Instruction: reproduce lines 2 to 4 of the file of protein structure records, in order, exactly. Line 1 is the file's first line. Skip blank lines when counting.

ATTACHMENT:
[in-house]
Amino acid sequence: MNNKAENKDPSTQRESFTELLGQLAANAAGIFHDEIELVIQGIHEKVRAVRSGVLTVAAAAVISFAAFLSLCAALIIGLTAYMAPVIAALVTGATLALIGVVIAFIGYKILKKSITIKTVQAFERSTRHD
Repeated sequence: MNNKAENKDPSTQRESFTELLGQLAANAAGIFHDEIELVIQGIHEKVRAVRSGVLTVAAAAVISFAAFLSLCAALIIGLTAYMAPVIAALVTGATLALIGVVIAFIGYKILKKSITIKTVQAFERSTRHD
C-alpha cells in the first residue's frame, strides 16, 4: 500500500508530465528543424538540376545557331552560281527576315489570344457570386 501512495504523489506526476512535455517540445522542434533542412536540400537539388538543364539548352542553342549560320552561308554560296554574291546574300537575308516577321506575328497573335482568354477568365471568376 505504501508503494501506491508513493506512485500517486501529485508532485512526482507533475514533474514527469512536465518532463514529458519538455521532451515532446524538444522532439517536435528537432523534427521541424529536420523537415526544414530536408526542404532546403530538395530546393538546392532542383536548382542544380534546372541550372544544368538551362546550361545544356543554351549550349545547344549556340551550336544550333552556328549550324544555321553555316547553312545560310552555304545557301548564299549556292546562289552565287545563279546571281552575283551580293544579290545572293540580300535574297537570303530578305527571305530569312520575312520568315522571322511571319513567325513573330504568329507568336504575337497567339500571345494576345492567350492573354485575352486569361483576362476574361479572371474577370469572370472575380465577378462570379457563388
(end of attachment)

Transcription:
Amino acid sequence: MNNKAENKDPSTQRESFTELLGQLAANAAGIFHDEIELVIQGIHEKVRAVRSGVLTVAAAAVISFAAFLSLCAALIIGLTAYMAPVIAALVTGATLALIGVVIAFIGYKILKKSITIKTVQAFERSTRHD
Repeated sequence: MNNKAENKDPSTQRESFTELLGQLAANAAGIFHDEIELVIQGIHEKVRAVRSGVLTVAAAAVISFAAFLSLCAALIIGLTAYMAPVIAALVTGATLALIGVVIAFIGYKILKKSITIKTVQAFERSTRHD
C-alpha cells in the first residue's frame, strides 16, 4: 500500500508530465528543424538540376545557331552560281527576315489570344457570386 501512495504523489506526476512535455517540445522542434533542412536540400537539388538543364539548352542553342549560320552561308554560296554574291546574300537575308516577321506575328497573335482568354477568365471568376 505504501508503494501506491508513493506512485500517486501529485508532485512526482507533475514533474514527469512536465518532463514529458519538455521532451515532446524538444522532439517536435528537432523534427521541424529536420523537415526544414530536408526542404532546403530538395530546393538546392532542383536548382542544380534546372541550372544544368538551362546550361545544356543554351549550349545547344549556340551550336544550333552556328549550324544555321553555316547553312545560310552555304545557301548564299549556292546562289552565287545563279546571281552575283551580293544579290545572293540580300535574297537570303530578305527571305530569312520575312520568315522571322511571319513567325513573330504568329507568336504575337497567339500571345494576345492567350492573354485575352486569361483576362476574361479572371474577370469572370472575380465577378462570379457563388